Increased Additional Tax for Withdrawals from Health Savings Accounts and Archer Medical Savings Account Funds for Non-Qualified Medical Expenses
Penalty tax on Health Savings Account withdrawals prior to age 65 for funds not used for qualified medical expenses rises from 10 to 20 percent. The tax for Medical Savings Account withdrawals not used for qualified medical expenses increases from 15 to 20 percent.
Cafeteria Plan Changes
A Simple Cafeteria Plan will allow small businesses to set up tax-free benefits for their employees, which will reduce the administrative burden of sponsoring a cafeteria plan. The provision also exempts employers who make contributions for employees under a simple cafeteria plan from non- discrimination requirements applicable to highly compensated and key employees.


Health Flexible Savings Account Contributions Will be Reduced to $2,500 Per Year
CPI will index contributions for subsequent years.
Eliminating Deduction for Employer Part D Subsidy
Employer subsidy for prescription drug plans for employees eligible for Medicare Part D eligible retirees will end.
Increased Threshold for Claiming Itemized Deductions on Medical Expenses
The income threshold is raised from 7.5 to 10 percent. Individuals over 65 can claim the itemized deduction for medical expenses at 7.5 percent of adjusted gross income through 2016.


Guarantee Issue Coverage
Insurance companies may not refuse to sell or renew policies due to an individual’s pre-existing health conditions, or to charge a higher rate due to heath status, gender or other factors.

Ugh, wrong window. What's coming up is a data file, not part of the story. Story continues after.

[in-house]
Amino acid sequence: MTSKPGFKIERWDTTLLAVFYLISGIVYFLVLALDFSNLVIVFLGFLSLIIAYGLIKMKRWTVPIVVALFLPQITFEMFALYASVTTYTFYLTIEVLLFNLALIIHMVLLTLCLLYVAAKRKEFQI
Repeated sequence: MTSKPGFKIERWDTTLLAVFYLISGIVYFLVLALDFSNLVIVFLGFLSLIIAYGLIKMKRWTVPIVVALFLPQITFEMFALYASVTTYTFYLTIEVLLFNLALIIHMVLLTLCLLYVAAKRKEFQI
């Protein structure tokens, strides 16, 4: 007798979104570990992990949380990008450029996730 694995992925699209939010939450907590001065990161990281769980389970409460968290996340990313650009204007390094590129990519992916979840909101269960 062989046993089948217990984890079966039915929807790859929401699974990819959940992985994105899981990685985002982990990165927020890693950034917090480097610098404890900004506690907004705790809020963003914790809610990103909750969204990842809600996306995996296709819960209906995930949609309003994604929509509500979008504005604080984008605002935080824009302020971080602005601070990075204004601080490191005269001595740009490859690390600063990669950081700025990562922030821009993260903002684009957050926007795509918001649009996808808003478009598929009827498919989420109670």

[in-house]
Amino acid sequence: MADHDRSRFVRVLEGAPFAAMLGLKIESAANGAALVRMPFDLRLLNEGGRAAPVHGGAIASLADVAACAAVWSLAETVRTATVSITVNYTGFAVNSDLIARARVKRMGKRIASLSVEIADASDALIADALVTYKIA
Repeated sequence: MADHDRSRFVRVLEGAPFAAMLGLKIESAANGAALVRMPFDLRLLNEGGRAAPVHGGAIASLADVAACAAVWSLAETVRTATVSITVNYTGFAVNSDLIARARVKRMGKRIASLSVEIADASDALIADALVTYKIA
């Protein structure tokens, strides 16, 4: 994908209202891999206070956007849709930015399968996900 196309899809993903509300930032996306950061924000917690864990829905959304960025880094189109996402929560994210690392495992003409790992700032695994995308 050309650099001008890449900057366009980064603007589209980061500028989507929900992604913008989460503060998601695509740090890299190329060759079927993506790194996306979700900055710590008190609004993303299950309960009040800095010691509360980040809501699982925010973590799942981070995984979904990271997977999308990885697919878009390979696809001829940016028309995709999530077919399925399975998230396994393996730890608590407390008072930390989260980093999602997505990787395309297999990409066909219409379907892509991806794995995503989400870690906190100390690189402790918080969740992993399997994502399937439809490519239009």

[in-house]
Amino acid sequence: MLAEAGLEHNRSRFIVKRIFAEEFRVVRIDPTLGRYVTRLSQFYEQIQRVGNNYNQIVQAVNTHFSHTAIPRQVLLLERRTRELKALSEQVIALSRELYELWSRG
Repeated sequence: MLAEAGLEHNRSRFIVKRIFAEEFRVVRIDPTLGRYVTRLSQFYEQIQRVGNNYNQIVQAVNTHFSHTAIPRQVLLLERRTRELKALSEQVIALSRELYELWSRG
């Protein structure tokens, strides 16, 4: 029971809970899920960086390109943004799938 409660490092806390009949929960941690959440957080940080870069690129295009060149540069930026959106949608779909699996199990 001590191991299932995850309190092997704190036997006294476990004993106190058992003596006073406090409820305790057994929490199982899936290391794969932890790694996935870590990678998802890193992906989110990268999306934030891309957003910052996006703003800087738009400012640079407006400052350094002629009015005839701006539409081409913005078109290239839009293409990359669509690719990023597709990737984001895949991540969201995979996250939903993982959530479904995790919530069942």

Annual Limits on Payments Eliminated
Coverage for Individuals Participating in Clinical Trials Guaranteed
Health plans can’t deny coverage for individuals participating in clinical trials, including routine care.
Health Insurance Exchanges
Health Insurance Exchanges are to be established in each state. Tax credits will be offered for people meeting income tests
Multi-State Option
Coverage may be available through nationwide health plans offered under the supervision of the Office of Personnel Management. At present, insurance is only offered by individual states.
Free Choice Vouchers
Workers who qualify for an affordability exemption, but not tax credits, can use employer contributions to join a Health Insurance Exchange plan.
Individual Responsibility
Most individuals will be required to purchase health insurance or pay a penalty of $95 for 2014, $325 for 2015, $695 for 2016 (or, up to 2.5 percent of income in 2016), up to a cap of the national average cost of a bronze plan premium. Families pay half the amount for children, up to $2,250 per family. After2016, dollar amounts are indexed.
Employer Responsibility
All employers with 50 or more employees must offer to pay $2,000 annually for coverage over the first 30 as long as one of their employees receives a tax credit. Waiting period to join a plan is limited to 90 days. Employers offering coverage, where employees receive tax credits must pay $3,000 for each worker receiving a tax credit up to an aggregate cap of $2,000 per full-time employee.
Increased Access to Medicaid
Medicaid eligibility will increase to 133 percent of the poverty level for all non-elderly individuals.


Independent Payment Advisory Board
A newly created Advisory Board must submit proposals to Congress to extend the solvency of Medicare, lower health care costs, improve quality and efficiency and expand access to evidence-based care.
Value-Based Compensation for Physicians
A value-based bonus program is created to promote increased quality of care for Medicare beneficiaries.


Excise Tax on Employer-Provided Health Plans
Employer coverage will face an excise tax if any plan that costs in excess of $27,500 (family coverage) and $10,200 (single coverage), increased to $30,950 (family) and $11,850 (single) for retirees and employees in high risk professions, indexed for inflation. This may be adjusted using the age and gender demographics of a national risk pool.